Editorial: Just call us ‘The Donor State’
Senate President Peter Bragdon and his fellow Republicans on the Senate Finance Committee, Sens. Bob Odell of Lempster, Jeanie Forrester of Meredith and Chuck Morse of Salem, want to make New Hampshire “The Donor State.” The full Senate should tell them no thanks.
New Hampshire residents traditionally get a smaller percentage of their federal tax payments back in funds from the federal government than residents in almost every other state. One recent analysis put New Hampshire fourth from the bottom, behind Connecticut, New Jersey and Nevada, at just 71 cents on the dollar. If New Hampshire refuses to accept federal money under the Affordable Care Act, it will almost certainly move to dead last and become the state that pays the most but gets the least for its money. Those three states all plan to accept federal money to expand Medicaid to cover low-income adults, albeit grudgingly on the part of New Jersey Gov. Chris Christie, a staunch opponent of Obamacare.
Listen, Sens. Bragdon, Odell, Forrester and Morse, to Christie, as he explained his decision:
“Accepting these federal resources will provide health insurance to tens of thousands of low-income New Jerseyans, help keep our hospitals financially healthy and actually save money for New Jersey taxpayers. Expanding Medicaid is the smart thing to do for our fiscal and public health,” Christie said at a press conference in February. New Jersey expects to save $227 million by expanding Medicaid access.
On a smaller scale, the same thing would happen here, which is why Gov. Maggie Hassan, the House, the state hospital association, Health and Human Services Commissioner Nick Toumpas, advocates for the poor and countless others support the expansion.
Bragdon and his fellow Republicans instead want to spend $200,000 to create a commission to study the impact on the state of expanding Medicaid. But no commission will be able to give the opponents the assurance they want: that no future president or Congress will vote to reduce the federal government’s 90 percent share of the cost of the expansion. But in the unlikely event that happens, the law allows New Hampshire, or any other state, to opt out of the program.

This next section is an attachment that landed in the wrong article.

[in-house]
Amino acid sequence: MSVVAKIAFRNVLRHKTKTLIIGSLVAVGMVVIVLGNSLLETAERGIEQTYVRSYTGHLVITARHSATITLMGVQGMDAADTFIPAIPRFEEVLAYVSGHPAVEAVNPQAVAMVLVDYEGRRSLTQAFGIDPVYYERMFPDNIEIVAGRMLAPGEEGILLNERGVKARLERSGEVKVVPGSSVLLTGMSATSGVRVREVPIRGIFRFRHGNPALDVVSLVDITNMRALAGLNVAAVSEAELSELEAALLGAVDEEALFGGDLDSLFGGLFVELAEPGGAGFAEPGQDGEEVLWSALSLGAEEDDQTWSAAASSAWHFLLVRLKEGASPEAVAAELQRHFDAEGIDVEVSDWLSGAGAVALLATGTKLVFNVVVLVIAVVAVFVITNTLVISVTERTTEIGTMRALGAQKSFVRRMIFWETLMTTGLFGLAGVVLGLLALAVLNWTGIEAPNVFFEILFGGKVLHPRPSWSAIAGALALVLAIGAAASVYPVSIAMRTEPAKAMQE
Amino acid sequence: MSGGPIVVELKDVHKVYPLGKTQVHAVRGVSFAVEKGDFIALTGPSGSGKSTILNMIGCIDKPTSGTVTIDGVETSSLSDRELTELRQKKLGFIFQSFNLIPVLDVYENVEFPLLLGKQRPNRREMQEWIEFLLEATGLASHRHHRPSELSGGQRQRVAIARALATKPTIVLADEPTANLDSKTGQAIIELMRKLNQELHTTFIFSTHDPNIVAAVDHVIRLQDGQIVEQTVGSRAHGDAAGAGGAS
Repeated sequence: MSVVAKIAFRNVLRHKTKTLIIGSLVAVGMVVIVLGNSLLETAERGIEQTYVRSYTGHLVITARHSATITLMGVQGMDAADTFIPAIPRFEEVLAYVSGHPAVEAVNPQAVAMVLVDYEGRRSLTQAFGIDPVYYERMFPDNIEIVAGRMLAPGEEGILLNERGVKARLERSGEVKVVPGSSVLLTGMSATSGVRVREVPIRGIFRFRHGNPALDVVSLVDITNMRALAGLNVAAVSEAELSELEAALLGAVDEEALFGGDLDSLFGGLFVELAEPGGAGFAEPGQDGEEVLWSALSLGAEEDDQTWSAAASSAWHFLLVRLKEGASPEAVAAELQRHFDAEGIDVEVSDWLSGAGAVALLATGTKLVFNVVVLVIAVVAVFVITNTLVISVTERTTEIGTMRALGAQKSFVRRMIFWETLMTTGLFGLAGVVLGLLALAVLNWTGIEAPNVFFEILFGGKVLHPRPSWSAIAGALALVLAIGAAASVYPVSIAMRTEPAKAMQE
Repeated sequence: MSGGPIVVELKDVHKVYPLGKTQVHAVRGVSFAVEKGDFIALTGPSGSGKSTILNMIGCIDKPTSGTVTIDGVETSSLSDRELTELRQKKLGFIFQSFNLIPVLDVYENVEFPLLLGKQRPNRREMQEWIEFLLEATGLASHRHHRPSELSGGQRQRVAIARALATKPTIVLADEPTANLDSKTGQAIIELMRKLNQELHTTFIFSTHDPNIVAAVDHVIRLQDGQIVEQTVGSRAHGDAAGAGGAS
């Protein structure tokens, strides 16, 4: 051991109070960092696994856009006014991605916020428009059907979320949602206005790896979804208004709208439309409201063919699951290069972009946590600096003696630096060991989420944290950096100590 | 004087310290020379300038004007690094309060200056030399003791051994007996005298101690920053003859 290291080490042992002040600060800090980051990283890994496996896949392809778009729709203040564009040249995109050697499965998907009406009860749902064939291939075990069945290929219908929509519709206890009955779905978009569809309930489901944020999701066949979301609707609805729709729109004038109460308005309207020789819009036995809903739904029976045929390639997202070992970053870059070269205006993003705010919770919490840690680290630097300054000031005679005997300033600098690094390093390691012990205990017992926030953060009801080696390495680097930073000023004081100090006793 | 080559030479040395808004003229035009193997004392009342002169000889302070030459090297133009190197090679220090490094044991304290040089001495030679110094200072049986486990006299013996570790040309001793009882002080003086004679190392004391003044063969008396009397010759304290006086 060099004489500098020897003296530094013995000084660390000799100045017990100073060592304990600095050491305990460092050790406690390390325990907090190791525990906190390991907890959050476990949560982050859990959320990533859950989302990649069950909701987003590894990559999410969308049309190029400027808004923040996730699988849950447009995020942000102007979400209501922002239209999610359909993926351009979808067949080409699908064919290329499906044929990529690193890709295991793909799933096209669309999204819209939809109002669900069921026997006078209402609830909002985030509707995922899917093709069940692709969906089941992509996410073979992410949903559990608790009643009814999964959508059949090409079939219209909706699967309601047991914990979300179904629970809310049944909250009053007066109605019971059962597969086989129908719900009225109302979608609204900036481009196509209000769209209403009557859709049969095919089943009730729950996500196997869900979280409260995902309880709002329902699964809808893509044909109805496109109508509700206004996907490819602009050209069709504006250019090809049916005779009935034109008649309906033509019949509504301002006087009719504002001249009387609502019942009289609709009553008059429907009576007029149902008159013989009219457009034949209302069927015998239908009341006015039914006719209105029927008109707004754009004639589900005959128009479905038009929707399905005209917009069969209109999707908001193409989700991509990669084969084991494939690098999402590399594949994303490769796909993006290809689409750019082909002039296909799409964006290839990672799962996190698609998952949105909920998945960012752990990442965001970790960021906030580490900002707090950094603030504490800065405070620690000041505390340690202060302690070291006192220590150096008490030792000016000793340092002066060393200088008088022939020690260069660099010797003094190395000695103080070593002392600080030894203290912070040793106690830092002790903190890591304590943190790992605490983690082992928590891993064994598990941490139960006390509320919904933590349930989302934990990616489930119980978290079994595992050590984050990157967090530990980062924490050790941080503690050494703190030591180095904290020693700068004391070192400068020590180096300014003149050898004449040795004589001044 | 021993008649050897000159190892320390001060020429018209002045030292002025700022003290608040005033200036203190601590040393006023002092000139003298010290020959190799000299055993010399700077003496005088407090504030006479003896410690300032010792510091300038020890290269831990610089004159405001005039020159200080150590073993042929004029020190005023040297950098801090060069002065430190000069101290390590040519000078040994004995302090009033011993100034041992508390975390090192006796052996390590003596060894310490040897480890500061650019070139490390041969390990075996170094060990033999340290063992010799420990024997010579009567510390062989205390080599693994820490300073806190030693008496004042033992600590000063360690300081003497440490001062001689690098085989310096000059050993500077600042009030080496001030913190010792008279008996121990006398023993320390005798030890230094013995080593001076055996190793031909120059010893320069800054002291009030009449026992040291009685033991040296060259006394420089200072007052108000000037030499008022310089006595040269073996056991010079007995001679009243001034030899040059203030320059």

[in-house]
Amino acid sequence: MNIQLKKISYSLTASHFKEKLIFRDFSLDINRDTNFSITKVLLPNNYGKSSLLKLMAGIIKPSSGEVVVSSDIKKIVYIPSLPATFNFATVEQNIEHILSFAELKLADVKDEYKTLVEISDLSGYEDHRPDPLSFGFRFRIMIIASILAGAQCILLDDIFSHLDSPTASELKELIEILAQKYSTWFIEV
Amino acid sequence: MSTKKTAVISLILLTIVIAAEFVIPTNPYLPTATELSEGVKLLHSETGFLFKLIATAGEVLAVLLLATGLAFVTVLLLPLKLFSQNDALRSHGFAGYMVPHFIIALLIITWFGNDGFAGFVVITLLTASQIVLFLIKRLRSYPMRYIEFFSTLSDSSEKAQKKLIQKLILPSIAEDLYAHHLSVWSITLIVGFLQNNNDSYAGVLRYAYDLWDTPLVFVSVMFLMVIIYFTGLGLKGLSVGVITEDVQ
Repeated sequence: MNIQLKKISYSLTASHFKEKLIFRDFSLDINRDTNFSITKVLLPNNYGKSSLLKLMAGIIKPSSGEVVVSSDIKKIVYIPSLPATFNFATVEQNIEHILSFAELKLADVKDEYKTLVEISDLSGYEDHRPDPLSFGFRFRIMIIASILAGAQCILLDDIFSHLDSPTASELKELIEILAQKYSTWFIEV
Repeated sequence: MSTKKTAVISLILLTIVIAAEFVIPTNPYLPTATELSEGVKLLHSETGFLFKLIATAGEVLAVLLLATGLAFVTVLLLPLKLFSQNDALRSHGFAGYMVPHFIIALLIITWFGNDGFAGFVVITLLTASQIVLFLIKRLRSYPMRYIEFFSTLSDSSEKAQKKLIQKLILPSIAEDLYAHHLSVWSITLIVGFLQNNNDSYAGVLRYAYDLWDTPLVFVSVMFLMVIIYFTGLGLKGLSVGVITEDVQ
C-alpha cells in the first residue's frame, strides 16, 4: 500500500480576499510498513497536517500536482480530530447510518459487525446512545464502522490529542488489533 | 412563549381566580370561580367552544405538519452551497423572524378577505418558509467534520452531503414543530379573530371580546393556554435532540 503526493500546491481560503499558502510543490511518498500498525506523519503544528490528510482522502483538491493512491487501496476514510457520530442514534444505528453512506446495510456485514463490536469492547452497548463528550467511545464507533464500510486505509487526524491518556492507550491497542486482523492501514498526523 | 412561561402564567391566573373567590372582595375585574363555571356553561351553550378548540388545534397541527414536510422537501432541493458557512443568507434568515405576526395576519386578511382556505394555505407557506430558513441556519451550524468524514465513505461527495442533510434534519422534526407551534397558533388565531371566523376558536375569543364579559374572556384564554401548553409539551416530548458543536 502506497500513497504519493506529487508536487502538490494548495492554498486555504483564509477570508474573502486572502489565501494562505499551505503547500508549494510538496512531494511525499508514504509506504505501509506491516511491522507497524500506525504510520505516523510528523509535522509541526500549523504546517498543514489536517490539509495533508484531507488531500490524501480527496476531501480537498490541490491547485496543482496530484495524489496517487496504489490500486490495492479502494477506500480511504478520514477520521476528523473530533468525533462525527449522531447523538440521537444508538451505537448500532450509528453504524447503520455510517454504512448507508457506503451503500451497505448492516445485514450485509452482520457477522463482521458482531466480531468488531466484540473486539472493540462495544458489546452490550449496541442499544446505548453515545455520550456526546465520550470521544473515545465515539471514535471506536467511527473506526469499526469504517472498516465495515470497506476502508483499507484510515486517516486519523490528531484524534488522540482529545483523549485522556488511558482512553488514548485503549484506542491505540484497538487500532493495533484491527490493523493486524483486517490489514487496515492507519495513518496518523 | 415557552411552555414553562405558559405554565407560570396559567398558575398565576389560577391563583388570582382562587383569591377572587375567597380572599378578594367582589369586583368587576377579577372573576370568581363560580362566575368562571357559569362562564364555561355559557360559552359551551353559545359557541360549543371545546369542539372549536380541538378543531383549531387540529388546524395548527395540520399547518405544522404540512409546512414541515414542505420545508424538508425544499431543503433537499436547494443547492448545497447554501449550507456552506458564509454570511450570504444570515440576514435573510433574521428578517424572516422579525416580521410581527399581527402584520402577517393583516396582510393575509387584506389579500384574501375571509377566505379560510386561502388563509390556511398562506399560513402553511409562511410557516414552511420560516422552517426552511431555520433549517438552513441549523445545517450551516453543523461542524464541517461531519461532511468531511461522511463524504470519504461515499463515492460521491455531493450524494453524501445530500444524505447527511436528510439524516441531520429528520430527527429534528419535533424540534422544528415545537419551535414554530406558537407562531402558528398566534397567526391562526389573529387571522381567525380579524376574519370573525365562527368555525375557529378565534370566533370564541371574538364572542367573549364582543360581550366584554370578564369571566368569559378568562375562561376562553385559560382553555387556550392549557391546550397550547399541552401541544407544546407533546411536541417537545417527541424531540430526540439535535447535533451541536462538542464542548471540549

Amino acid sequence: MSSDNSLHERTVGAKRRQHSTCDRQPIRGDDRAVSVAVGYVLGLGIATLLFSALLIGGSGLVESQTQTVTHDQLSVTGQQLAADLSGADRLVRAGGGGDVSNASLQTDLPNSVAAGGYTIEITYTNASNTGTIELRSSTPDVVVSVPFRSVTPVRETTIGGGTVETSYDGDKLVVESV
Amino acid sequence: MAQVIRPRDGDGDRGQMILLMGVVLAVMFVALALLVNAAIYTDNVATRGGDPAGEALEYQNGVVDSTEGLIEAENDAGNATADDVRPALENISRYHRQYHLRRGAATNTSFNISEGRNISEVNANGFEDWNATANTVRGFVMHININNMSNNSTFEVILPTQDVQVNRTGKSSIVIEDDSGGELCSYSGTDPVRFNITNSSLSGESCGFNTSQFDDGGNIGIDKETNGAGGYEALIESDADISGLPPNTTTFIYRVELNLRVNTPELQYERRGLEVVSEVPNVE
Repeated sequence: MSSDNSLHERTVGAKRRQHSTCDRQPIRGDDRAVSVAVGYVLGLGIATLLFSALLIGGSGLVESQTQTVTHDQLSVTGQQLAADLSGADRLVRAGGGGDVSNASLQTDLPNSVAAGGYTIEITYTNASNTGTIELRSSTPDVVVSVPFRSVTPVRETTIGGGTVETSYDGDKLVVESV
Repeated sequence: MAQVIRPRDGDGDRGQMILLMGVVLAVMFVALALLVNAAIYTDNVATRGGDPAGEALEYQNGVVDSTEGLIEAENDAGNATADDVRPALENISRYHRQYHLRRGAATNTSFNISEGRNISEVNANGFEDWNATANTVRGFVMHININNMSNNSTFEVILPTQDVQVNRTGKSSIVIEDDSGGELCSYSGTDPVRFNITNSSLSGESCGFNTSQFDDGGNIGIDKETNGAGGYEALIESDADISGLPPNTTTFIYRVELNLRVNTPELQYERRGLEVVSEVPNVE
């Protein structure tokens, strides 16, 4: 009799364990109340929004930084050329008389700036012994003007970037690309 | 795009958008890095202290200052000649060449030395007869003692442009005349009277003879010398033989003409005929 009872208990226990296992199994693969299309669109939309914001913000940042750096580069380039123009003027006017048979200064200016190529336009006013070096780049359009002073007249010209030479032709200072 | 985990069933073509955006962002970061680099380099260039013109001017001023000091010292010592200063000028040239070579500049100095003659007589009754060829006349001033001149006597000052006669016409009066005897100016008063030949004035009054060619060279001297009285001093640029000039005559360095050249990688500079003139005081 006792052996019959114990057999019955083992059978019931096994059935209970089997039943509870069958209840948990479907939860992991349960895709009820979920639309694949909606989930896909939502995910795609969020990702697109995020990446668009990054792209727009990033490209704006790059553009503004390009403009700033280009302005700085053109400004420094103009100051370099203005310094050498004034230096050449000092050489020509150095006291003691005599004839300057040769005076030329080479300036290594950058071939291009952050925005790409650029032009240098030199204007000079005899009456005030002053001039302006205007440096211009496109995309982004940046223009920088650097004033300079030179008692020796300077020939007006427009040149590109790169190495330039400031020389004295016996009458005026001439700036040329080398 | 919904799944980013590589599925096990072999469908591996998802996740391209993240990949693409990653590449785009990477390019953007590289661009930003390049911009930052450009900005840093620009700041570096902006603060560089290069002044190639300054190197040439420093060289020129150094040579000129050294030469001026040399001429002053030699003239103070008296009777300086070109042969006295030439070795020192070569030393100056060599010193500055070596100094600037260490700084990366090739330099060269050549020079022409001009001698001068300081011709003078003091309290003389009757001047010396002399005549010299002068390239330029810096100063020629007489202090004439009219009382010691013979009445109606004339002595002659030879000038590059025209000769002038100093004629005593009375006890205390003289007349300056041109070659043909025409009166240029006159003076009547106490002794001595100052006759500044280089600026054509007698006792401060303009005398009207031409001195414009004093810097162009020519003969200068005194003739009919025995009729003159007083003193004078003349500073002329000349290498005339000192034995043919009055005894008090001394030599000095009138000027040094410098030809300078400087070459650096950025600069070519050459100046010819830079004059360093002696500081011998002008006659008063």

The opponents also want to see hard evidence that expanding Medicaid will improve health-care outcomes and save money. Logic, and lots of health care experts, including the consultants hired to provide an analysis of the expansion’s effects, say savings will occur, particularly if patients receive care that keeps them out of emergency rooms. But achieving savings from prevention could take years.
Meanwhile, New Hampshire will lose
$2.5 billion in federal funds in the next seven years alone. An estimated 22,300 people will go without coverage, the cost of caring for the uninsured will continue to be shifted to the insured and the businesses that employ them, and poor people who need health care will be denied it. Lost too will be the 700 jobs the federal money is expected to create and the boost to the state’s economy that comes with a massive federal infusion of cash.
The federal government has pledged to pay 100 percent of the cost of expanding Medicaid in the first three years, 93 to 95 percent for the next three, and at least 90 percent thereafter. If New Hampshire doesn’t take the money, insurance costs for everyone else will increase, its residents will pay to provide health care for most of the nation’s poor while denying care to their own state’s low-income residents. New Hampshire lawmakers would in effect be saying, “Sure, tax us and send nothing back. We’re the Donor State.”